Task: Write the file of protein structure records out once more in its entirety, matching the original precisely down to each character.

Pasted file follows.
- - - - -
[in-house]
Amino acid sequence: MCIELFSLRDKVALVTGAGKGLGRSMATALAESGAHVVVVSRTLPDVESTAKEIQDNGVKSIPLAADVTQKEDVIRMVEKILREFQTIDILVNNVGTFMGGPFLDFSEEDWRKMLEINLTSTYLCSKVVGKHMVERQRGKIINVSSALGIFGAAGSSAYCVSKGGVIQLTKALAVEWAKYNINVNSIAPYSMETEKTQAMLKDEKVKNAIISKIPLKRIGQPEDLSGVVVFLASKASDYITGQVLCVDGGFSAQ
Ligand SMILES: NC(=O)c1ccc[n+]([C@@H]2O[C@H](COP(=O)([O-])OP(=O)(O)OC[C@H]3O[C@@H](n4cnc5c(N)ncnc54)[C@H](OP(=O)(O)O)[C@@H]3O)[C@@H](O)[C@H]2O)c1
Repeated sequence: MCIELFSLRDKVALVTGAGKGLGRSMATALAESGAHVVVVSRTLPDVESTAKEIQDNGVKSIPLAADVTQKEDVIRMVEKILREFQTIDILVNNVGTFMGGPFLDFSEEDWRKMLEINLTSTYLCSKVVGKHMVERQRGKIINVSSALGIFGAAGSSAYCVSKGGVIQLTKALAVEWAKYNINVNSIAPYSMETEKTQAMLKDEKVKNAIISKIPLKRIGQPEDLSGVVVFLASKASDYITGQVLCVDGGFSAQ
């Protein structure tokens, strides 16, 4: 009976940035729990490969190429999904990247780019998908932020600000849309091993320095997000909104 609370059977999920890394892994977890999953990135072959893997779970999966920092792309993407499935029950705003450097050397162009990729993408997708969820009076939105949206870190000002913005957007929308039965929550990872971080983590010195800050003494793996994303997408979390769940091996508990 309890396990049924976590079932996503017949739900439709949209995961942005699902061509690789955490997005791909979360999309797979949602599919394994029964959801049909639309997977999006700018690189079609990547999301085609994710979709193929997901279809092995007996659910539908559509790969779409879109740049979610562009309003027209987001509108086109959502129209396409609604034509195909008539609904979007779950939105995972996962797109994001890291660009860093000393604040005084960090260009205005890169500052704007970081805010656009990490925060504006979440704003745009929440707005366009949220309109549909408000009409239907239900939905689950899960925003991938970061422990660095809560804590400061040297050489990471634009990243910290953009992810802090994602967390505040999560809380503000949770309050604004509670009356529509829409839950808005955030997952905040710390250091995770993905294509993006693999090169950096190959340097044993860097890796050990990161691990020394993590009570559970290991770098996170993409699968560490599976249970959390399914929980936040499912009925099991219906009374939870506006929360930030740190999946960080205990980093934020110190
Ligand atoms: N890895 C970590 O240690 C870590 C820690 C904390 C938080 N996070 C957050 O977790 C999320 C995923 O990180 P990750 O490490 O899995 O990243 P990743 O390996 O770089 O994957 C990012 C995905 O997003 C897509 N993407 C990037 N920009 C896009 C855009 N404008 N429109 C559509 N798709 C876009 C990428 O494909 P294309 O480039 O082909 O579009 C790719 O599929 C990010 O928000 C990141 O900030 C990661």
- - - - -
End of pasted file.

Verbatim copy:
[in-house]
Amino acid sequence: MCIELFSLRDKVALVTGAGKGLGRSMATALAESGAHVVVVSRTLPDVESTAKEIQDNGVKSIPLAADVTQKEDVIRMVEKILREFQTIDILVNNVGTFMGGPFLDFSEEDWRKMLEINLTSTYLCSKVVGKHMVERQRGKIINVSSALGIFGAAGSSAYCVSKGGVIQLTKALAVEWAKYNINVNSIAPYSMETEKTQAMLKDEKVKNAIISKIPLKRIGQPEDLSGVVVFLASKASDYITGQVLCVDGGFSAQ
Ligand SMILES: NC(=O)c1ccc[n+]([C@@H]2O[C@H](COP(=O)([O-])OP(=O)(O)OC[C@H]3O[C@@H](n4cnc5c(N)ncnc54)[C@H](OP(=O)(O)O)[C@@H]3O)[C@@H](O)[C@H]2O)c1
Repeated sequence: MCIELFSLRDKVALVTGAGKGLGRSMATALAESGAHVVVVSRTLPDVESTAKEIQDNGVKSIPLAADVTQKEDVIRMVEKILREFQTIDILVNNVGTFMGGPFLDFSEEDWRKMLEINLTSTYLCSKVVGKHMVERQRGKIINVSSALGIFGAAGSSAYCVSKGGVIQLTKALAVEWAKYNINVNSIAPYSMETEKTQAMLKDEKVKNAIISKIPLKRIGQPEDLSGVVVFLASKASDYITGQVLCVDGGFSAQ
């Protein structure tokens, strides 16, 4: 009976940035729990490969190429999904990247780019998908932020600000849309091993320095997000909104 609370059977999920890394892994977890999953990135072959893997779970999966920092792309993407499935029950705003450097050397162009990729993408997708969820009076939105949206870190000002913005957007929308039965929550990872971080983590010195800050003494793996994303997408979390769940091996508990 309890396990049924976590079932996503017949739900439709949209995961942005699902061509690789955490997005791909979360999309797979949602599919394994029964959801049909639309997977999006700018690189079609990547999301085609994710979709193929997901279809092995007996659910539908559509790969779409879109740049979610562009309003027209987001509108086109959502129209396409609604034509195909008539609904979007779950939105995972996962797109994001890291660009860093000393604040005084960090260009205005890169500052704007970081805010656009990490925060504006979440704003745009929440707005366009949220309109549909408000009409239907239900939905689950899960925003991938970061422990660095809560804590400061040297050489990471634009990243910290953009992810802090994602967390505040999560809380503000949770309050604004509670009356529509829409839950808005955030997952905040710390250091995770993905294509993006693999090169950096190959340097044993860097890796050990990161691990020394993590009570559970290991770098996170993409699968560490599976249970959390399914929980936040499912009925099991219906009374939870506006929360930030740190999946960080205990980093934020110190
Ligand atoms: N890895 C970590 O240690 C870590 C820690 C904390 C938080 N996070 C957050 O977790 C999320 C995923 O990180 P990750 O490490 O899995 O990243 P990743 O390996 O770089 O994957 C990012 C995905 O997003 C897509 N993407 C990037 N920009 C896009 C855009 N404008 N429109 C559509 N798709 C876009 C990428 O494909 P294309 O480039 O082909 O579009 C790719 O599929 C990010 O928000 C990141 O900030 C990661």